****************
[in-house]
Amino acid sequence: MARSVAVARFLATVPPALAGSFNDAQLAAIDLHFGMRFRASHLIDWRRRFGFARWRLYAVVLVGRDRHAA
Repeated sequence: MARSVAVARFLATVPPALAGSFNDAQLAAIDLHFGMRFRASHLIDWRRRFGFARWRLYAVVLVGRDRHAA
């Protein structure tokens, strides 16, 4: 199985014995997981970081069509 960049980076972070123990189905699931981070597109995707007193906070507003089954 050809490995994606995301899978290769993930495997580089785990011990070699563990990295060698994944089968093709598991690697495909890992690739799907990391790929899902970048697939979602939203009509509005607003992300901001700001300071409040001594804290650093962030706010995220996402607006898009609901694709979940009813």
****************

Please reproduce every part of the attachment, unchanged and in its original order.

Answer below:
[in-house]
Amino acid sequence: MARSVAVARFLATVPPALAGSFNDAQLAAIDLHFGMRFRASHLIDWRRRFGFARWRLYAVVLVGRDRHAA
Repeated sequence: MARSVAVARFLATVPPALAGSFNDAQLAAIDLHFGMRFRASHLIDWRRRFGFARWRLYAVVLVGRDRHAA
């Protein structure tokens, strides 16, 4: 199985014995997981970081069509 960049980076972070123990189905699931981070597109995707007193906070507003089954 050809490995994606995301899978290769993930495997580089785990011990070699563990990295060698994944089968093709598991690697495909890992690739799907990391790929899902970048697939979602939203009509509005607003992300901001700001300071409040001594804290650093962030706010995220996402607006898009609901694709979940009813």